A team of researchers is using autonomous underwater vehicles and sonar to create digital “mosaics” of the seafloor.
I’m fascinated by the ebb and flow of the ocean and its impact on the environment, which is why I’m so envious of the team of scientists and students from the University of Rhode Island’s Graduate School of Oceanography (GSO) who are spending the summer mapping submerged habitats along the coast of Fire Island National Seashore on Long Island.
After Hurricane Sandy, a portion of Fire Island’s 26-mile barrier beach was submerged. Using high-tech equipment, the team is collecting data about the habitats that are now underwater and how this occurence may change the island ecosystem.
The technology in use includes high-resolution, side-scan sonar to create acoustic maps of the submerged habitats from the shoreline to about a mile into the Great South Bay. According to an article on the GSO webpage, the sonar can detect and differentiate physical features of the seafloor, such as eelgrass, shellfish beds, boulders and sand. The acoustic sonars, mounted to an autonomous underwater vehicle (AUV) or towed from a research vessel, send sound pulses to the seafloor. The sonars track the amount of time it takes for the sound to bounce back, which automatically calculates and collects measurements of water depth. It also produces an image of the seafloor.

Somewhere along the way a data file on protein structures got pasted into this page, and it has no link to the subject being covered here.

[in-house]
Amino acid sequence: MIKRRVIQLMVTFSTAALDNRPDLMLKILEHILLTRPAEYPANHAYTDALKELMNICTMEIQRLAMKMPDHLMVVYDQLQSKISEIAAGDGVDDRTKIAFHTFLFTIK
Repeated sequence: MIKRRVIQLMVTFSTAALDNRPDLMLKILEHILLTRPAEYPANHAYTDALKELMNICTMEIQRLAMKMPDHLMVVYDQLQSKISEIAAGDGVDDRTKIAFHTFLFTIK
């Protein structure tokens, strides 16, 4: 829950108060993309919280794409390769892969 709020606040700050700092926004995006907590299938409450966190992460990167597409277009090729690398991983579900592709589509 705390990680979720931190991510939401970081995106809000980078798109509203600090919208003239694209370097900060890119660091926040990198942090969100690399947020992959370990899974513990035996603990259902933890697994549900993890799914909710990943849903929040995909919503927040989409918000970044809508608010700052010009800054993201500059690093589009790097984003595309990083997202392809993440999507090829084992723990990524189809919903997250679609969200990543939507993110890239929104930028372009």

Before Hurricane Sandy, very little baseline information existed that would allow researches to compare the before and after condition of submerged habitats, making it difficult to interpret how the storm affected various geological and biological features of the underwater ecosystems. The maps currently being developed will provide datasets the will help scientists plan for the future.